SOURCE: Canadian Health Policy Institute


February 23, 2016 07:00 ET

Cost Is a Phony Excuse to Regulate Prices and Ration Access to New Drugs: Canadian Health Policy Institute Study

TORONTO, ON--(Marketwired - February 23, 2016) -  A new study published at Canadian Health Policy the online journal of Canadian Health Policy Institute (CHPI) has found that patented drugs directly accounted for only 6.4% of the $215.7 billion in total national, public and private sector spending on healthcare in Canada in 2014.

Dr. Brett J Skinner authored the study and said, "The facts show that there is no spending crisis regarding patented drugs in Canada, and heavy-handed government intervention to control the cost of new medicines is unnecessary and potentially harmful."

The study found that the costs directly attributable to patented drugs were $13.7 billion, representing a minor share of the $33.8 billion in total reported by the Canadian Institute for Health Information (CIHI) for all drugs related spending in 2014.

Skinner believes that federal and provincial government pharmaceutical policies are misguided and based on a short-sighted view of healthcare sustainability. He contends that, "The very small percentage of total health spending accounted for by patented drugs means even the most extreme cost-containment efforts will not return significant overall savings." He also noted that, "Other components of health spending are growing much faster and account for much larger shares of total costs."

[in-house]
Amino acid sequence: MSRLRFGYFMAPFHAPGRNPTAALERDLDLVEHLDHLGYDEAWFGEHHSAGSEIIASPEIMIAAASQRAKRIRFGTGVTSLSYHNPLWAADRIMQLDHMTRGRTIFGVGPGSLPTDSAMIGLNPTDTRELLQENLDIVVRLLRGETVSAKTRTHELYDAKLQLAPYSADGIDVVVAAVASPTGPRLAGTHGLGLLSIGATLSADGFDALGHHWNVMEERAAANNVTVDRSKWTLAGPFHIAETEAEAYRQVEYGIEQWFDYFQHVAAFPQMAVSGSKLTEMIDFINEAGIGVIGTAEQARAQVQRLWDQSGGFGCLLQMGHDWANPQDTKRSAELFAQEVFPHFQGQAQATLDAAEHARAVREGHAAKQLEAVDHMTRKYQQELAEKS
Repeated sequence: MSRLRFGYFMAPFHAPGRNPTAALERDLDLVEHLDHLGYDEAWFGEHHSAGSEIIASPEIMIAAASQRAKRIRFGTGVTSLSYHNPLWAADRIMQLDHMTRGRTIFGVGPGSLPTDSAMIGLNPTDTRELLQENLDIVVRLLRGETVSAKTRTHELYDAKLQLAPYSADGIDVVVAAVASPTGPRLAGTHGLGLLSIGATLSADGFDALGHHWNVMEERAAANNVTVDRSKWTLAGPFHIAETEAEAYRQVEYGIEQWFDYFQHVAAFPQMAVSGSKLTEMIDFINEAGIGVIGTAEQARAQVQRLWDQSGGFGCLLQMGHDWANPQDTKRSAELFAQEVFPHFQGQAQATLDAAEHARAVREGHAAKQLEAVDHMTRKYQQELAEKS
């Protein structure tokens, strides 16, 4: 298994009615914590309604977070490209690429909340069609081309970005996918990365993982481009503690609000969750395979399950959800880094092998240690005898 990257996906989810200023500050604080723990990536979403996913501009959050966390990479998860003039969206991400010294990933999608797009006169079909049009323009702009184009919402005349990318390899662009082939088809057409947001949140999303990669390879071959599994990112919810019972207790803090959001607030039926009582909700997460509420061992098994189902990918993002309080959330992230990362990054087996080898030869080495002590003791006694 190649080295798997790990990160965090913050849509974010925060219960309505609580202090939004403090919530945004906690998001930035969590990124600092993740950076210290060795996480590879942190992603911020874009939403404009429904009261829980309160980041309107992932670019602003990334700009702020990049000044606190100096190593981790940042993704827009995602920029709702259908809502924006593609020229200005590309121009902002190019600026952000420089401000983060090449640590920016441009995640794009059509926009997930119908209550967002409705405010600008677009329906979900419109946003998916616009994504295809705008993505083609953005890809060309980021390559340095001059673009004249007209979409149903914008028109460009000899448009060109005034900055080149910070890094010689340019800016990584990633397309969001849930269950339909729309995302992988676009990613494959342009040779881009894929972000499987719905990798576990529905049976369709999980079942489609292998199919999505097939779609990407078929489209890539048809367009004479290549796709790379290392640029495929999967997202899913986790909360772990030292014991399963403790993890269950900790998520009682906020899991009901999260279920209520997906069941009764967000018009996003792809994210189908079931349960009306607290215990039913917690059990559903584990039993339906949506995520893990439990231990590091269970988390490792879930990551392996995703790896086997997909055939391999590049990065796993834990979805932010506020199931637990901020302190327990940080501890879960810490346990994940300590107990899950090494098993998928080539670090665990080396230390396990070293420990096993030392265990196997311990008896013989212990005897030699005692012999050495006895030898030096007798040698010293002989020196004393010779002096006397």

The study used data from CIHI and the Patented Medicine Prices Review Board (PMPRB) to assess the economic burden of spending on patented drugs in Canada relative to population, inflation, GDP and other healthcare costs from 1990 to 2014 and found that:

  • In 2014 per capita spending on patented drugs was $385 accounting for less than 1 percent (0.69%) of per capita GDP ($55,566) and roughly the same percentage as in the year 2000 (0.67%).
  • Over the most recent five years from 2009 to 2014, per capita spending on patented drugs grew by only 0.5% in total over the entire period, while spending on all other healthcare (excluding patented drugs) grew by 13.1%.
  • Adjusting for general price inflation since 1990, per capita spending on patented drugs in 2014 was equal to $241 in constant 1990 dollars, declining -8.2% in real terms over the most recent 5 years from $260 in 2009.
  • Public drug plan spending on patented drugs was an estimated $5.0 billion or only 3.5% of the $142.1 billion total spent by Provincial and Territorial governments for healthcare in 2014.
  • Per capita public drug plan spending on patented drugs was estimated to be $140 in 2014, declining -8.2% from 2009 to 2014, while Provincial and Territorial government spending on all other healthcare increased by 14.2%.

Skinner said the study raises serious questions about whether it is economical to allocate costly administrative resources to controlling the prices of and access to patented drugs. He warned that, "Cost containment efforts that reduce access to new medicines are socially and economically counter-productive. Improving access to new medicines will return health and economic gains that far outweigh the upfront costs."

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The article, Spending on patented drugs in Canada 1990 to 2014, is available online at:

About CHPI
Canadian Health Policy Institute (CHPI) is an independent think-tank dedicated to providing information and ideas for a better health system. 

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